Sony spent years chirping on Microsoft for charging gamers on what it was "giving away for free" on the PS3. After a less than stellar showing by PSN since the PS3's launch, and a blistering month-long outage that exposed its flaws back in 2011, Sony changed course: paid PSN Plus will be required to play online with the PS4. While PSN is playing catch up, Xbox Live has been growing and thriving for Xbox owners since its release in 2001. Anyone calling PSN a better ecosystem than Xbox Live clearly hasn't been on XBL lately. (Image source: The Verge). 

And let's not forget that Microsoft has also let slip that self-publishing on the Xbox One will be made easier than it ever has before. Details are still scant, but it seems that Microsoft wants to unleash the game developer in each and every one of us. Microsoft's Corporate VP for Xbox, Marc Whitten, explained the basics to Engadget. "Our vision is that every person can be a creator. That every Xbox One can be used for development. That every game and experience can take advantage of all of the features of Xbox One and Xbox LIVE. This means self-publishing. This means Kinect, the cloud, achievements. This means great discoverability on Xbox LIVE."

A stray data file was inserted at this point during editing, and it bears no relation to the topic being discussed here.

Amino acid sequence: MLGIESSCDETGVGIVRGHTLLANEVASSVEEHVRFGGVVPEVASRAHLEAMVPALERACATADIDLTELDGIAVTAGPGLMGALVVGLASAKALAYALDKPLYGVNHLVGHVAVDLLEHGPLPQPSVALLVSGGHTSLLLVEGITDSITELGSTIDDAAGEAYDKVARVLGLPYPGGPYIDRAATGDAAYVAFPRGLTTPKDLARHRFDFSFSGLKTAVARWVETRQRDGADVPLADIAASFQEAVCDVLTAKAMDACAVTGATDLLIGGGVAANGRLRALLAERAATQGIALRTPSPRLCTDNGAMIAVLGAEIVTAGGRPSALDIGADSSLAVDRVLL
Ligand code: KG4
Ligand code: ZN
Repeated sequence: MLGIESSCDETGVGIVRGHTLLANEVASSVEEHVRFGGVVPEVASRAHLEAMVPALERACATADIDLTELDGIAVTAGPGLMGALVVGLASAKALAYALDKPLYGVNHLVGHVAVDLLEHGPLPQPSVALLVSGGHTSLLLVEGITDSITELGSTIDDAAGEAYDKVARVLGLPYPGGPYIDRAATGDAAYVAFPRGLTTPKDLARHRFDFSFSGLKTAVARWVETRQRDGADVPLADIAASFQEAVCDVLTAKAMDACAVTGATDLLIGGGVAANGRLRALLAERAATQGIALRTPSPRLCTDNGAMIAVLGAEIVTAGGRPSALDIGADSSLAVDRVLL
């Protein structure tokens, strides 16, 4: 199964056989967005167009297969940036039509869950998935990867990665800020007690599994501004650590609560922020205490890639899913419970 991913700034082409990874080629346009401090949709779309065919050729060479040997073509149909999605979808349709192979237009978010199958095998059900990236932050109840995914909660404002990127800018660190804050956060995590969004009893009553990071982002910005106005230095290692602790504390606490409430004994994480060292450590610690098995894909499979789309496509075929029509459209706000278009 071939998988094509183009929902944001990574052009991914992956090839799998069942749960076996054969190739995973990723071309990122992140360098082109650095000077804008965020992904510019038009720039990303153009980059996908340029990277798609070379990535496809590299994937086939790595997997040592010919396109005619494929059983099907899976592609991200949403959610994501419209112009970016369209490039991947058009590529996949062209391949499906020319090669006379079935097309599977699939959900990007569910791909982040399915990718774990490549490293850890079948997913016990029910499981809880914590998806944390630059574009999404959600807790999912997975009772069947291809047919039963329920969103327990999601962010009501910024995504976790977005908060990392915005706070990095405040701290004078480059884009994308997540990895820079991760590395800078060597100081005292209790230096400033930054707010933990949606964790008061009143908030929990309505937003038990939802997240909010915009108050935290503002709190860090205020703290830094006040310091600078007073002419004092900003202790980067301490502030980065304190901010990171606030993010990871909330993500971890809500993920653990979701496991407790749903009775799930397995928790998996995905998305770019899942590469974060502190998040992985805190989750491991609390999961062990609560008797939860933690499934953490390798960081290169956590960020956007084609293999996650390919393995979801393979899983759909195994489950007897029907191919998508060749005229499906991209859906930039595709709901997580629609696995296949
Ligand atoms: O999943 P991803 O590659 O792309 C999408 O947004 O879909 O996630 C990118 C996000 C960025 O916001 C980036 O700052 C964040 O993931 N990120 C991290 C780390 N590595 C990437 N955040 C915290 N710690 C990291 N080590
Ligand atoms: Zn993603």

Streaming video? Check. Enhanced TV DVR functionality? Check. Online gaming? Check. And now making your own games right in your living room? You bet.

1. Modern Consoles Are Entertainment Hubs -- And the Numbers Prove It

Let's face it: console gamers that consider themselves 'pure gamers' which only use their consoles for gaming and nothing else are the clear minority this day in age. Market research firm Ask Your Target Market (aytm.com) released some numbers in November 2012 which prove game consoles are becoming a central aspect of the modern living room. And not just for gaming, but for doing many other things like watching videos, listening to music, etc.